Financial Times, January 8th, 2005
Venice has many magical qualities, but its tendency to draw crowds isn’t one of them. So it is smugly satisfying to discover a way to avoid them entirely in the Palazzo Ducale (the Doge’s Palace), one of La Serenissima’s most popular attractions.
The “Secret Itinerary” is a private tour through parts of the palace that are not usually open to the public. A phone call at least a week in advance secures you a very special 90 minutes.
Having ascended the ornate, gilded steps of Scala d’Oro with the heaving masses, our guide unlocked a small, plain door and we left the hordes behind, slipping into a warren of tiny, wood-panelled offices where the real, day-to-day business of this, the nerve centre of the Venetian empire, took place.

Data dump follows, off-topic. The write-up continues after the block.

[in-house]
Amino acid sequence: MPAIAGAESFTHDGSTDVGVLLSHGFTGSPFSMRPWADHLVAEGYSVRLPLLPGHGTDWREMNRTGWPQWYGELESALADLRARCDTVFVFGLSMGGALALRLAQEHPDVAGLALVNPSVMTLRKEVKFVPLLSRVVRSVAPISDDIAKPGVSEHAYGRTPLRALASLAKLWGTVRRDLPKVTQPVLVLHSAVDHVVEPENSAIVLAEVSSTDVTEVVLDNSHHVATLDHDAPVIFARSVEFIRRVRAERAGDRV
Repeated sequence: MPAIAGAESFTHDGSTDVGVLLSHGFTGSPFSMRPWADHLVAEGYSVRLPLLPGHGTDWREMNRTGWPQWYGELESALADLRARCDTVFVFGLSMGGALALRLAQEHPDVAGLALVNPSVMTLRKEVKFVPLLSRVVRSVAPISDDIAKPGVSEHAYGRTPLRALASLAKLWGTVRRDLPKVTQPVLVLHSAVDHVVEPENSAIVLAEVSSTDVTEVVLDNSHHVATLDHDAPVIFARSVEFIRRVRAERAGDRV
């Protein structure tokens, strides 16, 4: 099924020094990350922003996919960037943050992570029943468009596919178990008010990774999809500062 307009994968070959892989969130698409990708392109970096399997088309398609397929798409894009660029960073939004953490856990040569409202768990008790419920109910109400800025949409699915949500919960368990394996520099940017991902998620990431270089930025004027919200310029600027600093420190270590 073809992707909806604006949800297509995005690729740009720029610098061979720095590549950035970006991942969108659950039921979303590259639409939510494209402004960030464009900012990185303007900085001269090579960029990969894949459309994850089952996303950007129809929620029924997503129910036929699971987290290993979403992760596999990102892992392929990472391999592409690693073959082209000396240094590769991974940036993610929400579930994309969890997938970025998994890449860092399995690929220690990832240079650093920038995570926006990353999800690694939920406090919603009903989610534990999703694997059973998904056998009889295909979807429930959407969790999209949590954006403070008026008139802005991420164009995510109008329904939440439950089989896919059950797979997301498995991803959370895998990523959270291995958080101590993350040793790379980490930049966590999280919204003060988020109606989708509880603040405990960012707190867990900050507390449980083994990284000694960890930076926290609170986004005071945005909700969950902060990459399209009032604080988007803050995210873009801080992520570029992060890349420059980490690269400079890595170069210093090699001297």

The warren of tiny rooms is little changed from when the city’s clerks worked there in the 1790s – there are simple candle-sconces on the walls and scrubbed desks for the mountains of paperwork.
Up some narrow steps we came to the elegant chancellery, lined with map cupboards for storing treaties. Up again are the piombi, prison cells reserved for the more notorious criminals (petty offenders were kept on the ground floor). In his memoirs, Casanova tells of how he made a daring escape from here – stopping for a morning espresso at Caffe Florian before making his getaway by gondola.
We entered the torture chamber, where a single, ominous rope hangs from the rafters. Here, suspects were suspended by their wrists and questioned by the three “judges of the night”. But, the best is saved for last: right up under the eaves is the underside of a huge “floating” ceiling belonging to one of the state rooms below. Built by the Arsenale’s shipwrights in 1577, its muddle of criss-crossing beams is a formidable feat of engineering.
Emerging back into the public rooms we were invited to continue visiting the palace independently. We resisted. Somehow it would have felt too ordinary.
The “Secret Itinerary” costs Euros 315 per person, 00 39 041 520 9070.